Ouroboros Map by David Bedell

Posted by Jesse Willis

FREE Fantasy Epic: The Worm Ouroboros by E.R. Eddison

August 15, 2007 by · Leave a Comment
Filed under: Podcasts 

SFFaudio Online Audio

Maureen O’Brien, of the Maria Lectrix podcast has been working on a fantasy epic which she describes thusly:

“This classic 1922 fantasy novel brings you to a strange and lovely world where a young lord wrestles King Gorice for his land’s freedom, where unscalable mountains can only be conquered by stubbornness and hippogriffs, where the great explorer Lord Gro finds himself continually driven to betrayal, where sweet young women occasionally fall for evil wizards, and where the heroes actually win their hearts’ desire.”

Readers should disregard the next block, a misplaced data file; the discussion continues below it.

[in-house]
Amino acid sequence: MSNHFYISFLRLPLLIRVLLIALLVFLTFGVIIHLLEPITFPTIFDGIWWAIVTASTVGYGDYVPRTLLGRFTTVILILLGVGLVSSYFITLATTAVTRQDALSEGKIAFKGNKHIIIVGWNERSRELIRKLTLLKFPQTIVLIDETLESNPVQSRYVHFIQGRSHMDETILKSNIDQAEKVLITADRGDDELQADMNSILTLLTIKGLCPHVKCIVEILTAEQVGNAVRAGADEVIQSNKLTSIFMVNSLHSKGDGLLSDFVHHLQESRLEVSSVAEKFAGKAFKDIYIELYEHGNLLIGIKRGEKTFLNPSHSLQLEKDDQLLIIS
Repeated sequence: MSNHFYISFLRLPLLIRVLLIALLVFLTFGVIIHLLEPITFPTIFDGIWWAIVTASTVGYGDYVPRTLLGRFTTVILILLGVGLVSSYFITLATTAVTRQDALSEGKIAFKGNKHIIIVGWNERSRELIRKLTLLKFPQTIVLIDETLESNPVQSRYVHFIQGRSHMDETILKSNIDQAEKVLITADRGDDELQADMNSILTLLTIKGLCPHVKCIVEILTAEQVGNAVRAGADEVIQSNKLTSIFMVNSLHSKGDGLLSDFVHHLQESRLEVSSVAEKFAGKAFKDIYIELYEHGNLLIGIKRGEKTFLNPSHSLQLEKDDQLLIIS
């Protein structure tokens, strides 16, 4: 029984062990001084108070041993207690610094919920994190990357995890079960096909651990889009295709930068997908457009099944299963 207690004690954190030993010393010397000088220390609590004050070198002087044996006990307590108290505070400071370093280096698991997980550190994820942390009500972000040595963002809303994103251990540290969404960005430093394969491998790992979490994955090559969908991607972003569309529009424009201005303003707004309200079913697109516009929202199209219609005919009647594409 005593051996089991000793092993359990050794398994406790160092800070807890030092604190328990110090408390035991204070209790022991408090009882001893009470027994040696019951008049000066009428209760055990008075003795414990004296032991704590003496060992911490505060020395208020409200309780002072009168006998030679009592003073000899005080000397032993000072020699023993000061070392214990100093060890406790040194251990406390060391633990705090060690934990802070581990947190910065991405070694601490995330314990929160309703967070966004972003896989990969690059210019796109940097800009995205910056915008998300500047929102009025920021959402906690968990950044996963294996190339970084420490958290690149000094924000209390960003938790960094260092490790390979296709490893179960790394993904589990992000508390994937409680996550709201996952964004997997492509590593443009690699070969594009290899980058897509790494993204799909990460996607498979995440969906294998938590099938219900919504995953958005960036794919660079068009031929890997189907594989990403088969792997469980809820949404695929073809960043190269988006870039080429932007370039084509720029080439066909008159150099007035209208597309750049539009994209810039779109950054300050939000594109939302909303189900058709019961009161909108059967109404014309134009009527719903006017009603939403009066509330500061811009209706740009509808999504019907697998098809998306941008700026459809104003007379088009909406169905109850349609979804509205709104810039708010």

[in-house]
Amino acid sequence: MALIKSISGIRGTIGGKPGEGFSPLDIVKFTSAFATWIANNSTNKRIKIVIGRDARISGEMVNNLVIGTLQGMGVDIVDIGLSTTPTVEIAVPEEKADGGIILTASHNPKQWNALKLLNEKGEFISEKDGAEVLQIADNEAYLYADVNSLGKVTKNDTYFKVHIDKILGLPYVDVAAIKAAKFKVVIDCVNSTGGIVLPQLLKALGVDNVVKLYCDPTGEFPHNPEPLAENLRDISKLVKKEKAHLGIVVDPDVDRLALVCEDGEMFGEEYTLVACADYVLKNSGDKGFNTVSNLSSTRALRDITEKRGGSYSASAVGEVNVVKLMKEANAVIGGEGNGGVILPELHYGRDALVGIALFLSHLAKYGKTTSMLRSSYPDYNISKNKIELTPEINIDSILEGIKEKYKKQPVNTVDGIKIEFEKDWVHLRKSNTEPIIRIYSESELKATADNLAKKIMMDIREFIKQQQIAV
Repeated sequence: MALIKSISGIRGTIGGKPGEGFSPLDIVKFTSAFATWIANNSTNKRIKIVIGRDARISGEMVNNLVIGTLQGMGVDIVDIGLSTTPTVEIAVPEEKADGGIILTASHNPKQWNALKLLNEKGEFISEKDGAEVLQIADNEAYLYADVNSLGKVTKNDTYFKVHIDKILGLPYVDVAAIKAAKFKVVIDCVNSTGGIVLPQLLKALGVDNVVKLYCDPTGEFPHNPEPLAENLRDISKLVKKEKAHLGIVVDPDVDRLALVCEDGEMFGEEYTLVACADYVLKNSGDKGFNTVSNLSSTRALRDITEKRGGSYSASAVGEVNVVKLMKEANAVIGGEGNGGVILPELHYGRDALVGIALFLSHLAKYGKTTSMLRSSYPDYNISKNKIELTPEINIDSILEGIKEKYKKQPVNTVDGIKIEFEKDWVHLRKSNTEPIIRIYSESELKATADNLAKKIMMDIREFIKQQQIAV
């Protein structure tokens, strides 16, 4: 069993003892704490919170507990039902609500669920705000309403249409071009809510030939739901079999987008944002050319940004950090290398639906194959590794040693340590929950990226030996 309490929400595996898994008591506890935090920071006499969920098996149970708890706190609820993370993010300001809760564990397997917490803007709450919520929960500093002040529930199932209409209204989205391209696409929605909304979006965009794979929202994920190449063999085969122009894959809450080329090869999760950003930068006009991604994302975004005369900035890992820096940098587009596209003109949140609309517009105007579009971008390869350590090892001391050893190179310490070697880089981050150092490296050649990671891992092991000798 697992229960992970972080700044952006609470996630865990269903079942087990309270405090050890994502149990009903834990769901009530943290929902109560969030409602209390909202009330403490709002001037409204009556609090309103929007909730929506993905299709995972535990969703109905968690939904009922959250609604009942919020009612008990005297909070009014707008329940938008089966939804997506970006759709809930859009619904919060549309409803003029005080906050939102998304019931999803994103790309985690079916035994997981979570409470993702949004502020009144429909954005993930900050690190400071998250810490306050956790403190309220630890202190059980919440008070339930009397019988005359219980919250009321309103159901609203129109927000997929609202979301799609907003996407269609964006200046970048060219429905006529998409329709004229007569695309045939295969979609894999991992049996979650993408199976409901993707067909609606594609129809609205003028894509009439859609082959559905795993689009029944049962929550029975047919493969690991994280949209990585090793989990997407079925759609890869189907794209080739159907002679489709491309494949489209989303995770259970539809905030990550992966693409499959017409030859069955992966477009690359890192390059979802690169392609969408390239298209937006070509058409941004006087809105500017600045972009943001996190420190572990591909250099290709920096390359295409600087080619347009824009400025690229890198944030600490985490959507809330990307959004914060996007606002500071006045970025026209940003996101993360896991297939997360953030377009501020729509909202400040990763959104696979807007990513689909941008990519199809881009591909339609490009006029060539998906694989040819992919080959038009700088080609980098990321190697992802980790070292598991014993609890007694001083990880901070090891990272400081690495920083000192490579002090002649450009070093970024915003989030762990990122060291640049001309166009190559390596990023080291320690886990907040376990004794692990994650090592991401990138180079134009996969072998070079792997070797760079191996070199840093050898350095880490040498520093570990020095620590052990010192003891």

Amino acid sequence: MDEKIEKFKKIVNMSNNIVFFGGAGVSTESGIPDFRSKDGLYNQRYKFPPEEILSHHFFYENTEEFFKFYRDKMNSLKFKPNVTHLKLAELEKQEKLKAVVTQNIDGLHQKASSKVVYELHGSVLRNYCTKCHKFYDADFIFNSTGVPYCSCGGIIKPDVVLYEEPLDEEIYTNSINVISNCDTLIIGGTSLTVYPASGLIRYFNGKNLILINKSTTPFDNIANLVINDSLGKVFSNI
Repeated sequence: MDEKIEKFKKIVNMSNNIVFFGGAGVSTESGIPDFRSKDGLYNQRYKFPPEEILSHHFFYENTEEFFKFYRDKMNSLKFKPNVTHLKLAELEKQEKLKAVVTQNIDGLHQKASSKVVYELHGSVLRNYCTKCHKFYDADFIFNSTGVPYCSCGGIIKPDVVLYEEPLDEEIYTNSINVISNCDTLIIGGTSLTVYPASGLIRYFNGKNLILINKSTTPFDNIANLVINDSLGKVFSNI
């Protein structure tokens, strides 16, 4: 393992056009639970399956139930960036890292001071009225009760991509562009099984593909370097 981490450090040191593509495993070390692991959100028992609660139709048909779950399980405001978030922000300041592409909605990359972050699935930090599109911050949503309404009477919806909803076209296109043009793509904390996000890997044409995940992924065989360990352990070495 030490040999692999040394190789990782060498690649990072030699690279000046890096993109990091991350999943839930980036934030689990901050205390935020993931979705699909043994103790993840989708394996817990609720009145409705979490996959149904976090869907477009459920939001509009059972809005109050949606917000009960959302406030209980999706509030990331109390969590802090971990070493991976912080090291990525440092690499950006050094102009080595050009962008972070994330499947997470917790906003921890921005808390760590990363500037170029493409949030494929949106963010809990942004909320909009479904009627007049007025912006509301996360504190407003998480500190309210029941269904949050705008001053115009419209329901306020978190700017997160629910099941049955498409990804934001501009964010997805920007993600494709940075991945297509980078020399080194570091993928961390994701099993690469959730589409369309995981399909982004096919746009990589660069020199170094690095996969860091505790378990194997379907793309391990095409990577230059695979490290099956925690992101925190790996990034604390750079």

The Worm OuroborosThe Worm Ouroboros
By E.R. Eddison; Read by Maureen O’Brien
IN PROGRESS – [UNABRIDGED]
Podcaster: Maria Lectrix
Podcast: May 2007 -> ????
The domineering King Gorice of Witchland and the Lords of Demonland vie for power in an imaginary medievalesque world that’s also reminiscent of the Norse sagas. Tolkien himself liked the book but its morality sharply contrasts with that found in The Lord Of The Rings, as the main protagonists are proud warriors who seek glory in battle.

You can listen to every chapter of the podcast via this feed:

http://marialectrix.wordpress.com/tag/fiction/feed/